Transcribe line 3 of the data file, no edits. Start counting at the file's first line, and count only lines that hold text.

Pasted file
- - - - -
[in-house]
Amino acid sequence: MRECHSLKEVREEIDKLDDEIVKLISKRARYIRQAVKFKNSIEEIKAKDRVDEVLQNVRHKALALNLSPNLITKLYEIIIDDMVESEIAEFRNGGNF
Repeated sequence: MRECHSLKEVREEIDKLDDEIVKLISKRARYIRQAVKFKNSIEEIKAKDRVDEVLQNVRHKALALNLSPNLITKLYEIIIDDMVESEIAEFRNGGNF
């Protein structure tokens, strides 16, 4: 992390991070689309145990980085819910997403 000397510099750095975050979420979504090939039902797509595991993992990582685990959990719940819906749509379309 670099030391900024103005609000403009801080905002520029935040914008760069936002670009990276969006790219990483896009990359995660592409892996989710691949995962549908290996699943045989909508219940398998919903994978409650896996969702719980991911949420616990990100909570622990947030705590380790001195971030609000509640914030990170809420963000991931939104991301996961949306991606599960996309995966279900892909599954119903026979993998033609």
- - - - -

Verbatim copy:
Repeated sequence: MRECHSLKEVREEIDKLDDEIVKLISKRARYIRQAVKFKNSIEEIKAKDRVDEVLQNVRHKALALNLSPNLITKLYEIIIDDMVESEIAEFRNGGNF